Forbid Them Not: Part Spy Novel, Part Sunday School Literature

Forbid Them Not: Part Spy Novel, Part Sunday School Literature December 21, 2018

Forbid Them Not, pp. 410-421

I want to start this post by apologizing.

After my post last week, a number of readers were worried about Angelic. After all, there was a chat room conversation with no mention of Canada! Was Angelic okay? On seeing the level of concern about Angelic, I went back to the chat transcript. Had I missed something? Yes. Yes, I had.

Here’s what I missed:

Angelic: Can we do anything from Canada in addition to praying?
Sancty-fried: Yeah, throw snowballs at the Senate.

The other chatters encourage Angelic to call her American friends and ask them to pray too. Why not also ask her Canadian friends? Apparently American prayers count more than Canadian prayers.

Anyway, Angelic is okay! You can stop worrying!

Moving on! The chapter opens with Cooper and Laura having dinner at a fancy restaurant. Nancy, Cooper’s secretary, managed to get a last-minute reservation for them at the Lighthouse Cafe (I’m sure it’s a real restaurant but I’m too lazy to look it up). What’s the occasion? It’s October 16th, and Cooper just finished the fast turnaround on the brief, which means he just spent five days doing nothing but brief writing. Hence the fancy restaurant. He’s celebrating. (Exhaustedly.)

Cooper is just telling Laura that the speed may have been pointless—the Judiciary Committee hearings on Senator Rose are scheduled for “the day after tomorrow” after all—when he gets a phone call.

Flipping the phone open, he said hello into the wrong end of the phone, realized his error, and turned the phone over. “Hello,” he said again.

“Cooper? This is Jody Easler. Is everything OK there?”

“Jody! Hi! Everything is fine. I just answered the phone upside down.”

Laura winced when she heard the name “Jody.”

So fun.

“I was wondering if you could help me,” she said. “I am coming to Washington tomorrow. I am supposed to testify on the Rose nomination.”

“You are? Why?”

“I don’t want to say too much about it over your cell phone. Let’s just say for now that Senator Marshall asked me to testify.”

“Man, I guess that means—”

She cut him off. “Don’t. Not over the phone. All I will say is that Marshall has to inform the Senate chairman who is on his witness list in about half an hour. When my name is on the list, Kadar will know it within minutes. She will stop at nothing to keep me from testifying.”

“What do you want me to do?” he asked.

“I am afraid to make transportation plans or a hotel reservation in my own name or over my own phone. And I don’t want anyone from the Senate committee making my plans either. It just can’t be kept confidential. Can you get me a place to stay and have someone trustworthy pick me up at the airport?”

What.

First, Jody needs to go to the police. Or the FBI. Or someone. This is really ridiculous. If Kadar is still after her, she needs to actually do something about this.

Second, if Jody doesn’t think she can make plans in her own name, why did she think contacting Cooper made sense? Does she think Kadar has suddenly stopped spying on her contact with Cooper?

And it gets worse:

Cooper looked at Laura, trying to figure out how to respond. “I have an idea,” he replied. “Do you remember Laura Frasier?”

“Your fiancee?”

“Yeah, how did you know?”

“I read the tabloids about … well, you know … you and me and this whole bizarre case.”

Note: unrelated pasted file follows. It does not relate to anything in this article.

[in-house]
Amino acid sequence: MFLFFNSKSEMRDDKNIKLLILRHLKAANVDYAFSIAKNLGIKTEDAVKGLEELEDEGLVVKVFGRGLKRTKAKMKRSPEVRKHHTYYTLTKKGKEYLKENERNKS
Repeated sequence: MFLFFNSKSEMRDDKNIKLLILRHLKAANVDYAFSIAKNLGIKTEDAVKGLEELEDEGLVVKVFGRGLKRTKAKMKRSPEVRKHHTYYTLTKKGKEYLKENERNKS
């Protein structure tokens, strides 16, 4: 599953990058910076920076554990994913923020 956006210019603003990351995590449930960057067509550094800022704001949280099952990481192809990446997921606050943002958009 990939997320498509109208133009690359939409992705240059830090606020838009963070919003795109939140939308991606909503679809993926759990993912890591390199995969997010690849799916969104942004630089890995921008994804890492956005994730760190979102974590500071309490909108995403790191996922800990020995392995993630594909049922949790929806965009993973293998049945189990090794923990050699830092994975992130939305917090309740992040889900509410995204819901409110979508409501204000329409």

“In any event, Laura will be at your gate to meet you. We’ll have everything planned without your name appearing anywhere.”

“That sounds good,” Jody replied.

Cooper took down her flight number and arrival time and quickly ended the call.

“I suppose you are going to tell me what that was all about,” Laura said.

You see what I’m saying?

If Jody is worried about someone listening in on their phone call—and she said she is—Cooper has surely just called down a hit on Laura. It’s not like no one knows who Laura is—Jody has been reading about her in the tabloids for god’s sake. Why would he assume no one will be watching for Laura?

Also, WTF Cooper, you do not volunteer Laura for this without checking with her first, especially when you know she does not like Jody and wants nothing to do with her. Who does that! He didn’t even pause and ask her, he volunteered her, set the details, and hung up the phone. Signed, sealed, delivered.

Cooper is a horrible person.

Laura, of course, is upset.

“So why am I meeting her at the gate?”

“Two reasons. First, Kadar’s people aren’t as likely to know you as me. And second, you won’t have any reasons to be suspicious of me if you are actually the one picking her up.”

“Hmm,” Laura said, pushpin the remains of her salad around on her plate. “I thought we were through with that ambas—with Ambassador Easler.”

Why not have someone else entirely pick Jody up? Why does Jody need to be picked up? Can’t she just call a cab and go to a random hotel without pre-booking it, and use an assumed name? And—not to be repetitive—Laura has been all over the tabloids. Cooper is literally risking her life (given what Jody said in a previous chapter about Kadar being willing to kill) on an assumption that “Kadar’s people” won’t recognize her, despite everything. This is batshit.

Also, what is with this “you won’t have any reasons to be suspicious of me if you are actually the one picking her up” line? It’s so evangelical. It really is. I’ve heard worse said. It’s also completely batshit and unhealthy. If you can’t trust your fiancé to be alone with a former fling, you may want to rethink your life choices. We’re not even talking a social occasion! This is business! Are evangelical men actually this untrustworthy? Does sex just spontaneously happen while they run from Eastern European hitmen? Evangelical men make me nervous.

Laura finally assents and agrees to pick up Jody—it’s not like she has much of a choice—but she makes Cooper sweet-talk her for a while first. This is also very evangelical. And annoying.

Scene change! It’s October 17th now, and Laura is at the airport.

Laura spotted at least twenty men who looked suspicious to her and decided to simply give up any amateurish effort at counter-surveillance.

Finally, she spots Jody coming out. Apparently, she’s actually in the airport, old-school style, waiting for her at the gate. This is after 9/11, so she shouldn’t be there. Anyway, Laura sees Jody coming up the ramp from the plane.